Brainerd Theater

3603 Brainerd Road,
Chattanooga, TN

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The Brainerd originally opened in the late 40s and was converted to Cinerama on July 11th, 1962. It continued 3 strip until October 27th, 1963. It then converted to 70mm on June 3rd, 1964 and continued as a roadshow/hard ticket house until it closed in 1987 presenting 70mm features. The screen measured 75ft by 26ft on the curve. The longest run of any feature at the Brainerd was “The Sound of Music”.

Contributed by Chuck Van Bibber

Recent comments (view all 7 comments)

HenryAldridge
HenryAldridge on February 24, 2005 at 9:15 pm

This can’t be right. I am a native of Chattanooga and worked at the Brainerd over Christmas vacation in l960. I think that the theater had been around for several years before that. It is true, however, that this theater showed Cinerama.

WillardWood
WillardWood on April 6, 2005 at 3:02 pm

i believe the Brainerd Theater was opened in the summer of 1948. My parents worked part time there in the fifties. I have a photograph from the Chattanooga News-Free Press showing my grandmother (she worked at the Park Theater) standing in front of the new cinemascope screen that was installed in 1953. I saw many a movie at the Brainerd. I remember some of the staff that worked there in the fifties, including Miss Plemons as manager.

chattanoogahistory
chattanoogahistory on October 9, 2005 at 4:06 am

What about the drive-in theater in Dunlap? Someone needs to post about that one, because it’s a still-operating drive in theater.

I have an enormous cock, and I listen to KZ-106.

jimgreenwalt
jimgreenwalt on August 10, 2006 at 4:56 pm

I too remember the Brainerd Theater very well. During my grammar school days, my friends and I from Elbert S. Long would roller skate on Saturday mornings, then walk over to the Brainerd for the Kiddie Matinee. There would be a sea of roller skates in the lobby during the show. The Brainerd had a “cry room” on the same level as the projection booth where birthday parties or such could view a movie. Independent Theaters (Moses Lebovitz & Jay Solomon) sold the Brainerd to the Martin Theaters. I know the stories about most of the theaters in town because my grandfather was in the ownership group before Independent Theatres in the 1940s and early 1950s. We lived next to the Skyway Drive-in on Brainerd Road.

WillardWood
WillardWood on November 8, 2006 at 6:50 pm

Jim, my father was the assistant manager at the Brainerd Theater. He knew one of the Solomon brothers (not sure which one). His was a part time job at night and weekends. This would be in the early fifties. Yes there was a cry room and party room. Seems like the party room was upstairs beyond the projection room, and the cry room was on the first floor behind the right rear seats in the auditorium. I remember the Skyway Drive In Theater for taking my high school girl friend out there. WHAT FUN!. This would be in the late fifties. The kiddie matinee was always packed from what I could remember. The skating rink was almost across the street that dead ended on Brainerd Rd. (Oriole Dr). We lived on that street, so we always would walk to the Brainerd. I went to Sunnyside Elementary, Brainerd Jr. High. and Chattanooga (City) High. You have brought back a lot of memories. Thank you. Willard.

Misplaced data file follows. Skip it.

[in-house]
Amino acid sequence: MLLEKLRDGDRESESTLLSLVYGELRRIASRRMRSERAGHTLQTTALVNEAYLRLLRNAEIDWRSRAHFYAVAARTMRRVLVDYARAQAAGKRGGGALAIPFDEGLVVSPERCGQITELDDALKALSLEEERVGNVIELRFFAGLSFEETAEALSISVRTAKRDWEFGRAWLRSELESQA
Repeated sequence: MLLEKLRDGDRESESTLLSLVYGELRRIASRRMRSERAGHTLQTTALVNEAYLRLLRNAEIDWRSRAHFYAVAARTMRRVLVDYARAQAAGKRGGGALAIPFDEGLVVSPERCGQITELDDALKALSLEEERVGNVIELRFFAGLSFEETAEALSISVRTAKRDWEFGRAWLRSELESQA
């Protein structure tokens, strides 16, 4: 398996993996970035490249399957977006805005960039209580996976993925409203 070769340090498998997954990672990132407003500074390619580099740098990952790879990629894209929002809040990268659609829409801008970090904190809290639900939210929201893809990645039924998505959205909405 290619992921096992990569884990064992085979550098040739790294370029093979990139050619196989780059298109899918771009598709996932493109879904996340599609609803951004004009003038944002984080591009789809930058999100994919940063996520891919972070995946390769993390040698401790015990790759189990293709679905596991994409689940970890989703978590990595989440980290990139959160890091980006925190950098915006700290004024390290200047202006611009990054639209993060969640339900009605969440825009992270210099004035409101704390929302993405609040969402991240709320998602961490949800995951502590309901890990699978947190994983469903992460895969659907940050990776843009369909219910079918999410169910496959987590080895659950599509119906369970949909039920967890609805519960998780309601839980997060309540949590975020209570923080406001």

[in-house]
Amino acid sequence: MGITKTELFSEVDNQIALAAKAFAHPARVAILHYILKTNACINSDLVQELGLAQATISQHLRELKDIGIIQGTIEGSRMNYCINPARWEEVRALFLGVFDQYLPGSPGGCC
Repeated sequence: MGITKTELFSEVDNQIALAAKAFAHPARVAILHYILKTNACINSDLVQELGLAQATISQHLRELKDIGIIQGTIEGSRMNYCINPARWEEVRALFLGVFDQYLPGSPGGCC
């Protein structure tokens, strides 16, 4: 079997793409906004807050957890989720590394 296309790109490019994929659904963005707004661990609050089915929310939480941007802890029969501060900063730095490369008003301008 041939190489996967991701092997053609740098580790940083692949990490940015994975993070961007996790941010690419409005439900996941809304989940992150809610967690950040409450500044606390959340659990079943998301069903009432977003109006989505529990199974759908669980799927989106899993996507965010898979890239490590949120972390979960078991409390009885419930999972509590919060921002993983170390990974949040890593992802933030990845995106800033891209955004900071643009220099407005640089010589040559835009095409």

Joe Vogel
Joe Vogel on April 20, 2009 at 4:24 am

The Brainerd Theatre was under construction, but not yet named, when an item about it appeared in Boxoffice Magazine’s issue of December 20, 1947. Owners of the house, Independent Theatres, offered a two year pass to the person who came up with the best name for the new theater. I can’t help but conclude that not too much effort was put into the winning name.

The item said that Independent had made the same offer several years earlier, when their Riviera Theatre was under construction. The Mediterranean coast may not be the first image that comes to mind when one thinks of Chattanooga, but at least whoever won that earlier competition used a bit of imagination.

Joe Vogel
Joe Vogel on April 20, 2009 at 5:22 am

The opening date of the Brainerd Theatre was August 4, 1948, according to an item in Boxoffice Magazine of August 7 that year.

There’s a very good chance that Selmon T. Franklin was the architect of this theater. He designed a number of projects for Independent Theatres during the 1940s, and had been engaged to design a large theater on Brainerd Road as early as November, 1944. It’s possible that the 1944 project was the Brainerd Theatre, and construction was delayed by post-war materials shortages.

The conversion of the Brainerd for Cinerama in 1962 reduced the seating capacity to 640, according to the July 9 issue of Boxoffice, which also said that the reopening of the house had been scheduled for July 11.

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